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In Houston, appellate court upholds twenty-four million dollar judgement over radioactive land

On July 24, the First Court of Appeals in Houston refused to throw out a $24.5 million award made against Forest Oil Corp. as part of a legal battle that stretches back to 2004.

Ten years ago, James McAllen, owner of McAllen Ranch in Santillana, sued Forest Oil Corp. Forest had contracted use of the land from him, he said, and had buried radioactive, mercury-contaminated woodchips on his property along with other hazardous waste. 

He further claimed that in 1992, Forest donated pipes to the ranch to build a pen for some of his animals — in this case, an endangered species of rhinoceros — but the piping was similarly contaminated.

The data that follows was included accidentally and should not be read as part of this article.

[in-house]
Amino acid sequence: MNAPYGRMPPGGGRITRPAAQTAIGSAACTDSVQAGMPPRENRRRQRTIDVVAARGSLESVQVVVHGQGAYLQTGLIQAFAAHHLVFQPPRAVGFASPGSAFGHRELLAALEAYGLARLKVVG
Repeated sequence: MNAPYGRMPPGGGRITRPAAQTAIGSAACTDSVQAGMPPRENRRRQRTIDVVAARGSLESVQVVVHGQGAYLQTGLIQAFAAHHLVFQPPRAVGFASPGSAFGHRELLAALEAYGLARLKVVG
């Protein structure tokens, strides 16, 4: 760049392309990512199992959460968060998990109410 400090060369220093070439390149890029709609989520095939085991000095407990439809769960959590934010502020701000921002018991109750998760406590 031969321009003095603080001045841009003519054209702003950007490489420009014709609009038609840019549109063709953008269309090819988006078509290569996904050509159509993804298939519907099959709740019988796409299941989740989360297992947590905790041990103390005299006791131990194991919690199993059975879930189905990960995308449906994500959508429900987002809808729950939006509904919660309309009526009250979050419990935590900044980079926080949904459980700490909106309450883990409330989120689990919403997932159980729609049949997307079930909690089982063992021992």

The animals became sick, and McAllen himself contracted cancer that he blamed on exposure. One of his legs had to be amputated to control the disease.

But the company pointed to a settlement agreement McAllen had signed, which required him to arbitrate any claims connected to their use of the ranch. McAllen objected, and the subsequent suits carried them to the Texas Supreme Court (Forest Oil v. McAllen, 268 S.W.3d 51) after Forest appealed the trial and appellate judgments made against it. The Supreme Court ruled in Forest’s favor.

McAllen and Forest Oil worked with three arbitrators — one chosen by each party and the third chosen by these two. After 17 days, the arbitrators reached a split decision favoring McAllen, awarding $16 million in actual and exemplary damages and $8.5 million in attorneys fees.

McAllen filed a motion to confirm the award in trial court, but Forest fought the arbitration award before the appeals court. The company claimed that McAllen’s selection of arbiter was biased and impermissible. Ironically, Forest also claimed that the arbitration had been unlawful, as it usurped the jurisdiction of the Texas Railroad Commission, which should have had primary jurisdiction over the case.

The panel of judges ruled 2-1 in McAllen’s favor.

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